Pennsylvania woman arrested for faking cancer and collecting $10K in GoFundMe, Facebook campaigns

gorodenkoff/iStock(NEW YORK) -- A Pennsylvania woman has been arrested for allegedly faking cancer to raise thousands of dollars in crowdfunding campaigns and falsifying medical documents, according to authorities.

Chester County resident Jessica Ann Smith, 31, allegedly created two fundraisers in June -- one on GoFundMe and the other on Facebook -- seeking donations to assist with medical bills and other related costs for a diagnosis of colon cancer, according to a criminal complaint filed last week.

"Jessica is facing tremendous medical bills, travel costs, paying for the care for her children and missed work," the GoFundMe campaign description read, according to the complaint.

The campaign was later removed from the site, and Jessica Smith was banned from the platform, a spokeswoman for GoFundMe told ABC News. It raised $4,735 since it was created on June 10.

The Facebook fundraiser, titled "#FightLikeAJessica," stated that she had recently been treated for colon cancer and required "extensive medical treatment and travel expenses plus unpaid time off work."

"Bills and care for her children don't stop," the campaign, which raised $8,553 of its $15,000 goal and has since been removed by Facebook, stated.

The Facebook fundraiser received donations from 161 of the 16,000 people invited to the page since it was created on June 15.

Jessica Smith allegedly collected more than $10,000 in donations in total and does not have cancer, according to the complaint. She created the campaigns under her maiden name, Jessica Veronica Cornell, authorities said.

Authorities were notified of the fundraisers after her husband, Robert Smith, and an acquaintance reported the campaigns to the Uwchlan Township Police Department on June 19.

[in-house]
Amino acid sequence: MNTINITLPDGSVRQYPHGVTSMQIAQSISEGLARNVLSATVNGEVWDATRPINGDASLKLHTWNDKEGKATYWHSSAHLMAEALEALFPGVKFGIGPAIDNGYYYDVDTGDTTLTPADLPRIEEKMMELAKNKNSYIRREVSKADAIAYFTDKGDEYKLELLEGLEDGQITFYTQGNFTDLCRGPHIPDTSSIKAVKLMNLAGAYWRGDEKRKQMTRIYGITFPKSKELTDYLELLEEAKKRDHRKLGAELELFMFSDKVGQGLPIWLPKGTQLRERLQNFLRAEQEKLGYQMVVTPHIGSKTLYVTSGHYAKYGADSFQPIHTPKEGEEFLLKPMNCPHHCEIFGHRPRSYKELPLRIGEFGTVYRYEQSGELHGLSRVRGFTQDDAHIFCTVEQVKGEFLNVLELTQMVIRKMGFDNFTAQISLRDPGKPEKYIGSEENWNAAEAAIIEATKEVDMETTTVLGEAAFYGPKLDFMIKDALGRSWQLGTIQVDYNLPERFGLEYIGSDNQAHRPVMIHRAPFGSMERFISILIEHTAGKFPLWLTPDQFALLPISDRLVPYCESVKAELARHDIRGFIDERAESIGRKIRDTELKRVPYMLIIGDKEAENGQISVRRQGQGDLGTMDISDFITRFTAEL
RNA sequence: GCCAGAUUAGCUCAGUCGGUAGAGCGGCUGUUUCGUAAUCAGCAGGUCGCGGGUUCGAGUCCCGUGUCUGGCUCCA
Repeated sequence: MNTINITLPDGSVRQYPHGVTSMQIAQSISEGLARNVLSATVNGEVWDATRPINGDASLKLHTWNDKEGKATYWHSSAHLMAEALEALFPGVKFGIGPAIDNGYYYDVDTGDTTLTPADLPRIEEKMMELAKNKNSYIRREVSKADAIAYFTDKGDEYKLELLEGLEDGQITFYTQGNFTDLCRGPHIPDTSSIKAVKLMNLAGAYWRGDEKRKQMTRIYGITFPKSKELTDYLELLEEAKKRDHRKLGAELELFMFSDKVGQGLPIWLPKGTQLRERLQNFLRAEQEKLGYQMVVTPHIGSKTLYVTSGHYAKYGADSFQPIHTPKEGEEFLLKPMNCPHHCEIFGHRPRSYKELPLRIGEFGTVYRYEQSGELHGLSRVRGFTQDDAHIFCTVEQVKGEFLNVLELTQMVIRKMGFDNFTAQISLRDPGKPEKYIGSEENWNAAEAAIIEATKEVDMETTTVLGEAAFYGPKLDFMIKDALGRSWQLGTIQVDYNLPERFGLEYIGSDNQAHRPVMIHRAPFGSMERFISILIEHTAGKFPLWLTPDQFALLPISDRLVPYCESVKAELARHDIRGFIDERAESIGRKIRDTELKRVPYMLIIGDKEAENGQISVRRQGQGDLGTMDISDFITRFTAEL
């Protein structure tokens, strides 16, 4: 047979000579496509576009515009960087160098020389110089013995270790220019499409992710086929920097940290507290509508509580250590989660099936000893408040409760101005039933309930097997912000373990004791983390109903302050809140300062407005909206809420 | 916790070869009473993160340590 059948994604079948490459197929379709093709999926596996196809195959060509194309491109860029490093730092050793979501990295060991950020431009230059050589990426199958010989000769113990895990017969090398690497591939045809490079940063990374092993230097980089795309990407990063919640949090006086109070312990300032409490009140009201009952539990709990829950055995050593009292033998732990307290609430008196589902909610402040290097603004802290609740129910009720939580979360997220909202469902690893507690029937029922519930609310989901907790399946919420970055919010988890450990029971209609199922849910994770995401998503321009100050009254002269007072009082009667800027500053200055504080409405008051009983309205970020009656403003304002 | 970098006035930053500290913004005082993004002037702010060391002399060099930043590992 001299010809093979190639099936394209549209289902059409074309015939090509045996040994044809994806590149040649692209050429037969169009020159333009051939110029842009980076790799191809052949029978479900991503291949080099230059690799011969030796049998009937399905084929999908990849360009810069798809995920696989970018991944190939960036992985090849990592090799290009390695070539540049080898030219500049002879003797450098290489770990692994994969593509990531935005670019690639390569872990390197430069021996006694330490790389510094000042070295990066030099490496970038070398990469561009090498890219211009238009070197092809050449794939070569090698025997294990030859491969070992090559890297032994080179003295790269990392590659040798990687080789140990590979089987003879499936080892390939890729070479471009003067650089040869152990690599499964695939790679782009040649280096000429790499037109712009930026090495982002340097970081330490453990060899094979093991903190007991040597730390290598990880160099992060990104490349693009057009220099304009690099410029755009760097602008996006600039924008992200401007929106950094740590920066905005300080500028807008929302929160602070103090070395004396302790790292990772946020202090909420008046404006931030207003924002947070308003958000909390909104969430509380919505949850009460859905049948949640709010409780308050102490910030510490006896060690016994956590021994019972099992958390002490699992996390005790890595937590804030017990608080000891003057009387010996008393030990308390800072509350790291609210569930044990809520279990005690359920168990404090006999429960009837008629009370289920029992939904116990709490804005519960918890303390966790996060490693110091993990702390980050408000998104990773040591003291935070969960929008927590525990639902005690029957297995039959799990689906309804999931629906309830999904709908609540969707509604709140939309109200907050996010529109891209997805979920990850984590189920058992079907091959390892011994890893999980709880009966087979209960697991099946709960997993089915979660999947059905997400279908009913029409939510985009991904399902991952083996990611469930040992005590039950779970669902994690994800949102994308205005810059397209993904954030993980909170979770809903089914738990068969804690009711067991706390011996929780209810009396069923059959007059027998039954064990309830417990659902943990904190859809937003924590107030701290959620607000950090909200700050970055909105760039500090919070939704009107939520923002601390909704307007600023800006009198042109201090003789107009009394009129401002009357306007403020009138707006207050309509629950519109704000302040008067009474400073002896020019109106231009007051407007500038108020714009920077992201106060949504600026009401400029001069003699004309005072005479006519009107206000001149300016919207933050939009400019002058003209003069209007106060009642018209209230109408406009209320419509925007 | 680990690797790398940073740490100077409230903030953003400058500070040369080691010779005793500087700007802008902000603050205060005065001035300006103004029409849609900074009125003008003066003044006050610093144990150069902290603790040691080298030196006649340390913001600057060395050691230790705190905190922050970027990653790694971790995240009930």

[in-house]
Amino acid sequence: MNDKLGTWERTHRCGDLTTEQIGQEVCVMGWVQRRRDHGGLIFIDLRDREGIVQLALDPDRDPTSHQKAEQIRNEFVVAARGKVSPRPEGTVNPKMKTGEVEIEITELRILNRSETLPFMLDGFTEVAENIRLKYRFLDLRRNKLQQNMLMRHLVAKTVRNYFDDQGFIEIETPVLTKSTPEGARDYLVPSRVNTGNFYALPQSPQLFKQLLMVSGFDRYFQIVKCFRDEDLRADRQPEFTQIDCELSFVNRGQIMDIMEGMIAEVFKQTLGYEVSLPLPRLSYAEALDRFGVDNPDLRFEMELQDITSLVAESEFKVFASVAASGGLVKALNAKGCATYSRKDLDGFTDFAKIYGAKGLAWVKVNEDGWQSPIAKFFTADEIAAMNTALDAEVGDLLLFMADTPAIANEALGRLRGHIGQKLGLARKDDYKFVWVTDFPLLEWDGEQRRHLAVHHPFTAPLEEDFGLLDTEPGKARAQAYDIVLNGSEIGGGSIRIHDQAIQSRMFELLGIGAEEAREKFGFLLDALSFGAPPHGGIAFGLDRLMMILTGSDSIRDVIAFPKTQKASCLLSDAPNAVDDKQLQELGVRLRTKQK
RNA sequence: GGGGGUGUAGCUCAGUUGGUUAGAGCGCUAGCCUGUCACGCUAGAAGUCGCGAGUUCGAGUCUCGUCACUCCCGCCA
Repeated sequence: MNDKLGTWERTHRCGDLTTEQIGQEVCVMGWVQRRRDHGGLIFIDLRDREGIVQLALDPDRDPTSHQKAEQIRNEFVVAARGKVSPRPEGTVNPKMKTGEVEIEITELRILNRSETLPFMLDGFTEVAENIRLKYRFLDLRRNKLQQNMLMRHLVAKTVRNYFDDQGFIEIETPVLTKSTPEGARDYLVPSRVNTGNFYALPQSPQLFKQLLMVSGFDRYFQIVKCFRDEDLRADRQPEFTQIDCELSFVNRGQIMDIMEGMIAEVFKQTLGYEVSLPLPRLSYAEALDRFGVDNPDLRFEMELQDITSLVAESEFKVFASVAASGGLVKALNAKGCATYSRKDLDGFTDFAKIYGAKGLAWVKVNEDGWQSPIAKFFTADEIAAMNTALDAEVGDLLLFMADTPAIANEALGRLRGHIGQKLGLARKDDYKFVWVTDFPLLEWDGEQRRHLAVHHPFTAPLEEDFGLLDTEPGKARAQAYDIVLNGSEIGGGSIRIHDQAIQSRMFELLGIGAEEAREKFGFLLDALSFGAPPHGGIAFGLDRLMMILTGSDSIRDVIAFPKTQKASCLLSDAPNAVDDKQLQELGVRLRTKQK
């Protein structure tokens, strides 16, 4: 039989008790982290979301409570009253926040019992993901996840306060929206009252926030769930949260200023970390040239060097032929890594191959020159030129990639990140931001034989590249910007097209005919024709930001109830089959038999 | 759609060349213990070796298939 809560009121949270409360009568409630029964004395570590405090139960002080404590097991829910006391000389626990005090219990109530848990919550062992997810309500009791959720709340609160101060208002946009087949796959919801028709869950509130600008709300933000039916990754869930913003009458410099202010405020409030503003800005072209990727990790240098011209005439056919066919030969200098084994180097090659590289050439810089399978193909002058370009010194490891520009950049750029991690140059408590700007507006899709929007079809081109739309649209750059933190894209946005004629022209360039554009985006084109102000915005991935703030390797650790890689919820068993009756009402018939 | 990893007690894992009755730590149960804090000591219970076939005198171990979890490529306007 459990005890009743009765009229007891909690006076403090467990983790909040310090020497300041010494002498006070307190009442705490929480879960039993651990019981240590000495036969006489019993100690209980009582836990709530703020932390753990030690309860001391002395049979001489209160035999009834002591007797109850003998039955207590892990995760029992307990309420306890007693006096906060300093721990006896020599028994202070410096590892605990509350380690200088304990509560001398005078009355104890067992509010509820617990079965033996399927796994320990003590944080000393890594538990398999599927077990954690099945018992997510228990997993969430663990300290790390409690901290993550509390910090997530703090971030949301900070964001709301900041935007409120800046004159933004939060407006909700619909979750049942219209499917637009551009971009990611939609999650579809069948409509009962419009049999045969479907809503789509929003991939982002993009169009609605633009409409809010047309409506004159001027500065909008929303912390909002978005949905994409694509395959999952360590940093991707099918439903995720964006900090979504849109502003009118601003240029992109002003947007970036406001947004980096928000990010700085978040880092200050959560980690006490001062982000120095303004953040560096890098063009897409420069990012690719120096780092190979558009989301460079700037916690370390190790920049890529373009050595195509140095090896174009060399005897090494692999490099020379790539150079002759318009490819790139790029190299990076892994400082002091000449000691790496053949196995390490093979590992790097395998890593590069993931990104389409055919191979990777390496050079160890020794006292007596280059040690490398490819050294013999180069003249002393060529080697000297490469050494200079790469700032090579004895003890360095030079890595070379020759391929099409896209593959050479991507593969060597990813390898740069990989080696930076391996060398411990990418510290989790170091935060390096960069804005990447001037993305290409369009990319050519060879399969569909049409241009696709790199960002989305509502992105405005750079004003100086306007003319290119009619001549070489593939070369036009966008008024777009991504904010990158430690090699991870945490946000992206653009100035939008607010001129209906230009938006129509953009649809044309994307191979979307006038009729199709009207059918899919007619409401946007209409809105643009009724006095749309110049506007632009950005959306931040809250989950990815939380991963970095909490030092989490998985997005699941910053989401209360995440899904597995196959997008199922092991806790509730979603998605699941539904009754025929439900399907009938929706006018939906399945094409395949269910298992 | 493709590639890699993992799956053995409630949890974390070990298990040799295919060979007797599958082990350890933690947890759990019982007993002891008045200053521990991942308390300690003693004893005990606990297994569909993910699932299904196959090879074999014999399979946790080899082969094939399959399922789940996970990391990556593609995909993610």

"To the best of her knowledge, she does not believe Jessica Smith has been diagnosed with cancer of any form," Uwchlan Township Det. Sgt. Steven Benson wrote in the criminal complaint, referring to the acquaintance.

On July 31, Robert Smith went to the police station to file a report alleging fraud by his wife, accusing her of obtaining funds from the GoFundMe and Facebook campaigns and depositing them into her bank account. He told police that, "to the best of his knowledge, his wife does not have cancer of any form and that she is covered on his medical insurance through his employer," the complaint reads.

He also provided copies of bank statements from the couple's joint checking account which showed "a continuous pattern of electronic deposits" coming into the account from ACH deposits through a PayPal Visa account, according to the complaint.

Robert Smith also recalled a recent telephone conversation he overheard in which his wife was allegedly claiming to be a nurse from "Penn Medicine" while speaking to a representative for her employer, Marco Protection Systems. Smith alleged that during the call, his wife stated that she was "very ill from a medical condition" and needed days off because she was "presently very ill from her cancer treatments."

A detective followed up with her employer and was informed that Jessica Smith was a full-time employee on paid time off due to illness. The employer also revealed that on that same day, July 31, Jessica Smith had taken off "because of the death of her father," according to the complaint.